Hall of Fame basketball coach Jim Calhoun denied claims he discriminated against the former associate athletic director at the University of St. Joseph based on her gender, saying he is a strong supporter of women’s rights.
Calhoun, who retired as coach at UConn and then took over as coach of the newly created team at Division III St. Joseph in 2017, issued a statement Saturday in response to accusations made by Jaclyn Piscitelli.
She filed a lawsuit on Wednesday against the West Hartford, Conn., school in U.S. District court after complaining about the conduct of men in the athletic department, including Calhoun.
Piscitelli said Calhoun turned the athletic department into a “male-dominated, hostile work environment” for women. Piscitelli said Calhoun once told her she was “hot.” She also said Calhoun forced her to clean up coffee grounds he spilled, saying his wife would do that for him, and open his office door for him on multiple occasions.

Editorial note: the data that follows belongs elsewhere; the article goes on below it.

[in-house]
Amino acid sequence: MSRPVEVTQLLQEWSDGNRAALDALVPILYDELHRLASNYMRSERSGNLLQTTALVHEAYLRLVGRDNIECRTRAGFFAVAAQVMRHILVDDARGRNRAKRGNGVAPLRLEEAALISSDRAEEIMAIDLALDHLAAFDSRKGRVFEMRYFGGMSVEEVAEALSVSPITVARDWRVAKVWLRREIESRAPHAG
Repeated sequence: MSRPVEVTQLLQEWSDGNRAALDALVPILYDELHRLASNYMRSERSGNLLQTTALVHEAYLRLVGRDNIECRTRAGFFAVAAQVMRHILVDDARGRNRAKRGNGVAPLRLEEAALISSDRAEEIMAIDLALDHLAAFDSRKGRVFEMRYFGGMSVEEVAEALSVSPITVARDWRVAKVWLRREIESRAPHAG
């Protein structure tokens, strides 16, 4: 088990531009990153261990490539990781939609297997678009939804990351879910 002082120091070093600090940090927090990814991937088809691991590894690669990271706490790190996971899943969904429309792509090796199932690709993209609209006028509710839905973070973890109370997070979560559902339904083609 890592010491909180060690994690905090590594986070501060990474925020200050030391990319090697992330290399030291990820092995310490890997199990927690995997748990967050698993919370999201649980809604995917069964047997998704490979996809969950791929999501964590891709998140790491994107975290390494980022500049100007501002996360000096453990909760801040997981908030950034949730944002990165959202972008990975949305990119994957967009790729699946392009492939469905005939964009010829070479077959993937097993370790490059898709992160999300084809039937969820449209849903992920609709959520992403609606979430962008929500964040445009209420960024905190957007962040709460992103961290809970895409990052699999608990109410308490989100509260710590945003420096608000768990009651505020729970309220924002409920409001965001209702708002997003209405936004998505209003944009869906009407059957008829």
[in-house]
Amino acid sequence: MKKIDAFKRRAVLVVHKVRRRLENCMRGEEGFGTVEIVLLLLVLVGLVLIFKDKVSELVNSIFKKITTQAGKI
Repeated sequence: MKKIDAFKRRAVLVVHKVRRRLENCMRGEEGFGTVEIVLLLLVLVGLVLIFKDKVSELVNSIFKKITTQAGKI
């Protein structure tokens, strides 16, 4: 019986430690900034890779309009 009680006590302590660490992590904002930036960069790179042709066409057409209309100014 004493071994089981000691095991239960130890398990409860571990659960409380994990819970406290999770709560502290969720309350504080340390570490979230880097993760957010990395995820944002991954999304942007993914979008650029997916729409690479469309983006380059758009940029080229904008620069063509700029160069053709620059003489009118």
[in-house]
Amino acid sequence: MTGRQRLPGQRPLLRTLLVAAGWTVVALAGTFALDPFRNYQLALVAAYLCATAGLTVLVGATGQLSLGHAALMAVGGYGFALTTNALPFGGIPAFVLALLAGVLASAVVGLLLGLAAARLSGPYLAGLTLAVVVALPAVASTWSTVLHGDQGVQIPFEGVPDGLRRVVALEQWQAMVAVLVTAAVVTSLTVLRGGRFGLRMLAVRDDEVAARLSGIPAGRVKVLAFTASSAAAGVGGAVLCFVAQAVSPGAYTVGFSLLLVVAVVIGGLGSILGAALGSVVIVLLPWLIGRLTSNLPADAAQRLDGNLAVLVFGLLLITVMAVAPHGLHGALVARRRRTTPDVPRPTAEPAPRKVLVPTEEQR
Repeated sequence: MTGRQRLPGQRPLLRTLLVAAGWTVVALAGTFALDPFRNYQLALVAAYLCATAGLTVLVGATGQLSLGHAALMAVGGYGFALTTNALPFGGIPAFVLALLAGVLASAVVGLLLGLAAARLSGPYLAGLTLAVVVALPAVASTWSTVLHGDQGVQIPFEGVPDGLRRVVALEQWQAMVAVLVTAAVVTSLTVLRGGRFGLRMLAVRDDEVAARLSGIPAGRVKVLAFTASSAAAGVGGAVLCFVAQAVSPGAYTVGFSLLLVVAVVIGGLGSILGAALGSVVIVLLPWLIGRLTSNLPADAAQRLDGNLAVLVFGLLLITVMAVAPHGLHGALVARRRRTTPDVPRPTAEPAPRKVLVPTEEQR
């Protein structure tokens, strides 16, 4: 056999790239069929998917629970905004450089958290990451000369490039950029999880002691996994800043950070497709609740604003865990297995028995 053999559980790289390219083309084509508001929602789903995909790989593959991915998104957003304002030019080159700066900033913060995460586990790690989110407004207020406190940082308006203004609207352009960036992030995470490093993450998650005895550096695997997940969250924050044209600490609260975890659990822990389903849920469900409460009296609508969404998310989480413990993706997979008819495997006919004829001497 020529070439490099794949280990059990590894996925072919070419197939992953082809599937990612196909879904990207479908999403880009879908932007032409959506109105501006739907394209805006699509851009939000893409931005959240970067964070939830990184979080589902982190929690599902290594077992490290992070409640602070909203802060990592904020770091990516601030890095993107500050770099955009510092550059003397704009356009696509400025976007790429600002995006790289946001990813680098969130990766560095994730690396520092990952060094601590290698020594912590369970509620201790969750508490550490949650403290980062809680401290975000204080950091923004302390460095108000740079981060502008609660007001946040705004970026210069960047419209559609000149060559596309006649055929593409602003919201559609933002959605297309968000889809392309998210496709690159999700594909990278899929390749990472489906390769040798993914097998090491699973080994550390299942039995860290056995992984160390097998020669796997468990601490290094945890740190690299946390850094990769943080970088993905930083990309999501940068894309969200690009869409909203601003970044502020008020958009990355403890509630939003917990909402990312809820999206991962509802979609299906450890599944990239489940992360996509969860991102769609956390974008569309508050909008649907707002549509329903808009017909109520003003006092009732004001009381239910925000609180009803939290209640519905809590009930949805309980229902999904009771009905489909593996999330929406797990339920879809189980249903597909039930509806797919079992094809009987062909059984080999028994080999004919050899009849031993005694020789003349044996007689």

In his statement, issued to the Hartford Courant, Calhoun said he never “knowingly treated any woman unfairly because of her gender.”
“I voted for Hillary (Clinton). I married a feminist. And I have stood in support for women’s rights and equality for all for as long as I can remember,” Calhoun, 77, wrote. “I spent the last eight years at UConn proudly working under a president (Susan Herbst) who was a woman. I work under a visionary woman president today (Rhona Free at USJ) and I’m excited that the Athletic Department at USJ is under the direction of a newly hired, talented woman (Amanda Devitt).”
“As for the accusations that have been reported,” Calhoun continued, “I will say only this: I’m not sure when asking a colleague if they would mind opening the door because my hands were full became discrimination or when self-deprecation for being an aging, clumsy husband became an insult. ... I use the word ‘hot’ to describe the weather and the temperature of my morning coffee.”
Calhoun won three national championships as UConn men’s basketball coach.